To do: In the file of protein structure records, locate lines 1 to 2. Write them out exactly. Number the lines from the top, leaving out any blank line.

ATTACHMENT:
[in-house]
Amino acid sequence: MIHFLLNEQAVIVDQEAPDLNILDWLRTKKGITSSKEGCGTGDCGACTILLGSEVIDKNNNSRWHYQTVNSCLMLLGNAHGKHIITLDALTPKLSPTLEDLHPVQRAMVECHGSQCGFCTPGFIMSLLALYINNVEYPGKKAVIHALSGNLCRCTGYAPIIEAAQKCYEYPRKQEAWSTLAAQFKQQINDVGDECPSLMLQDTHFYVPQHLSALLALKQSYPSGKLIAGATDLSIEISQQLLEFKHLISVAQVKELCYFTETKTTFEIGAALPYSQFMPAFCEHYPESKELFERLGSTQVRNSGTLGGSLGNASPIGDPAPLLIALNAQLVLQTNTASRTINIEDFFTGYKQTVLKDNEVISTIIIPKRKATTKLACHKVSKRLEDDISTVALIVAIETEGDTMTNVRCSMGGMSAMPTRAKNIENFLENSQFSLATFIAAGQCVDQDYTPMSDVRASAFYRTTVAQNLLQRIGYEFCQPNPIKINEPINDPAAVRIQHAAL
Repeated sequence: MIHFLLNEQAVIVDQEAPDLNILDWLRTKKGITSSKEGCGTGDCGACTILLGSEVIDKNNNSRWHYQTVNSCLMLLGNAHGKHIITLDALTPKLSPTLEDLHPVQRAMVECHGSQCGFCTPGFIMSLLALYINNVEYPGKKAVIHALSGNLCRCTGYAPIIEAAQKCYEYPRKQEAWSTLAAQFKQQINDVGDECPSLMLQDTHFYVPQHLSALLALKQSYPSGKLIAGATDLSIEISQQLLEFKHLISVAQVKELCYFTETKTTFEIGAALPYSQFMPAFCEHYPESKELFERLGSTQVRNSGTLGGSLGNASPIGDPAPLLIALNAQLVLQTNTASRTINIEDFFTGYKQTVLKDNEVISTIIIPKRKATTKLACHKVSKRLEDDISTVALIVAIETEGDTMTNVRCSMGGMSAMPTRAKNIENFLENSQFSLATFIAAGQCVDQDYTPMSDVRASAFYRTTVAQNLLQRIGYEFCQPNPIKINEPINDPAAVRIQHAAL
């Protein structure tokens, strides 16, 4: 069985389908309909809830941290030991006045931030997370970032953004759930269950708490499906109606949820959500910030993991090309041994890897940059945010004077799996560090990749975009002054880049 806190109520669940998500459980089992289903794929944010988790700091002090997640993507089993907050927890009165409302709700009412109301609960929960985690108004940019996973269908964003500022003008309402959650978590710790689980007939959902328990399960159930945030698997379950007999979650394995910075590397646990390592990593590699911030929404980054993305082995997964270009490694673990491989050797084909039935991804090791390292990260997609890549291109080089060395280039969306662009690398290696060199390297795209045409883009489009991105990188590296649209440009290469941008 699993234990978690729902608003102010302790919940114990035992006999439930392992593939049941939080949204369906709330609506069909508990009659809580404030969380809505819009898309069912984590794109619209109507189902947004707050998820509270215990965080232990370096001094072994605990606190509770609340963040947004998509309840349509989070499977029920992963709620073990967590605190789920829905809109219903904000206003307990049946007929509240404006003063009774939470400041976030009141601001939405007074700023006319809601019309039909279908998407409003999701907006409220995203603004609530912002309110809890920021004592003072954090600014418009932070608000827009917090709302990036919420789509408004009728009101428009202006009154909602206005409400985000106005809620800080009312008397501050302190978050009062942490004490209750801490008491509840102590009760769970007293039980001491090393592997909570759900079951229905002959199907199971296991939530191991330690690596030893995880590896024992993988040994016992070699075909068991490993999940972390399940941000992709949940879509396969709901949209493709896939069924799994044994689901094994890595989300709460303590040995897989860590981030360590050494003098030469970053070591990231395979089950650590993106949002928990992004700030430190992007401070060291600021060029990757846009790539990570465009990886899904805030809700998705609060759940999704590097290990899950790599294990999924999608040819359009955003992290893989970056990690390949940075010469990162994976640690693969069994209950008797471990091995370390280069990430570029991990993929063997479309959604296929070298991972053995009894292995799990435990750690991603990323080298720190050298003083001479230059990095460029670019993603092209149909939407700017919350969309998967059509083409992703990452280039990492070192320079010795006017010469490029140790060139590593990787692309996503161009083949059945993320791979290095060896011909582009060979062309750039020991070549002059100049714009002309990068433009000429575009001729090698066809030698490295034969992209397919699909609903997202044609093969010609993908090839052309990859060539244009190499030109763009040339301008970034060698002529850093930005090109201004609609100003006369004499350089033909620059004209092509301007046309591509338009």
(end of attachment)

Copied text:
[in-house]
Amino acid sequence: MIHFLLNEQAVIVDQEAPDLNILDWLRTKKGITSSKEGCGTGDCGACTILLGSEVIDKNNNSRWHYQTVNSCLMLLGNAHGKHIITLDALTPKLSPTLEDLHPVQRAMVECHGSQCGFCTPGFIMSLLALYINNVEYPGKKAVIHALSGNLCRCTGYAPIIEAAQKCYEYPRKQEAWSTLAAQFKQQINDVGDECPSLMLQDTHFYVPQHLSALLALKQSYPSGKLIAGATDLSIEISQQLLEFKHLISVAQVKELCYFTETKTTFEIGAALPYSQFMPAFCEHYPESKELFERLGSTQVRNSGTLGGSLGNASPIGDPAPLLIALNAQLVLQTNTASRTINIEDFFTGYKQTVLKDNEVISTIIIPKRKATTKLACHKVSKRLEDDISTVALIVAIETEGDTMTNVRCSMGGMSAMPTRAKNIENFLENSQFSLATFIAAGQCVDQDYTPMSDVRASAFYRTTVAQNLLQRIGYEFCQPNPIKINEPINDPAAVRIQHAAL